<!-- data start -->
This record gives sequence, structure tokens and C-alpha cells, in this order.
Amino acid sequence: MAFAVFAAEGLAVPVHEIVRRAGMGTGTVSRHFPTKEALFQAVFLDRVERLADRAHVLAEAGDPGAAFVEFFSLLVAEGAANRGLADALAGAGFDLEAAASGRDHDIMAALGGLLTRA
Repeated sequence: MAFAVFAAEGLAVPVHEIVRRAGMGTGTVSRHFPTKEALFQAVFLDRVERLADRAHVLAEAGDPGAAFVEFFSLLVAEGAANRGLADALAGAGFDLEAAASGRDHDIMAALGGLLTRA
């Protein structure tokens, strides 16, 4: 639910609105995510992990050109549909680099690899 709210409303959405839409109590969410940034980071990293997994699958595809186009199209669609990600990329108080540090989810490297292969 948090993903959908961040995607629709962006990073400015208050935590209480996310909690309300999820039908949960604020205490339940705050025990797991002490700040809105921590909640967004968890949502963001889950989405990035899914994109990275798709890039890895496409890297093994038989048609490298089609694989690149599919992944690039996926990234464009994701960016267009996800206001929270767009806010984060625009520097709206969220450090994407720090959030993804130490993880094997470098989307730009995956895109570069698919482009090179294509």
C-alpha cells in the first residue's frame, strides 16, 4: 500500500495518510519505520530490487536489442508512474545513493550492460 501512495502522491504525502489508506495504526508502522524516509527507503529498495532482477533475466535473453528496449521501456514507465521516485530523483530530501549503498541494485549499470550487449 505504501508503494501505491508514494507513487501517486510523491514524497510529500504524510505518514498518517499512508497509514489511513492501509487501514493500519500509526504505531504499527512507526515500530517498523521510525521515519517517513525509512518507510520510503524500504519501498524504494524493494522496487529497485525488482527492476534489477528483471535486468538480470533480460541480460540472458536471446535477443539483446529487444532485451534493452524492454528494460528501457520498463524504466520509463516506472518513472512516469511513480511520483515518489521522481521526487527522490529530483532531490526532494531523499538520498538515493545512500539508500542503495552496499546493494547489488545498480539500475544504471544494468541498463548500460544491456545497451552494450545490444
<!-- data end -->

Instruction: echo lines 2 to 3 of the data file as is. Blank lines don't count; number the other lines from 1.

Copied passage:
Amino acid sequence: MAFAVFAAEGLAVPVHEIVRRAGMGTGTVSRHFPTKEALFQAVFLDRVERLADRAHVLAEAGDPGAAFVEFFSLLVAEGAANRGLADALAGAGFDLEAAASGRDHDIMAALGGLLTRA
Repeated sequence: MAFAVFAAEGLAVPVHEIVRRAGMGTGTVSRHFPTKEALFQAVFLDRVERLADRAHVLAEAGDPGAAFVEFFSLLVAEGAANRGLADALAGAGFDLEAAASGRDHDIMAALGGLLTRA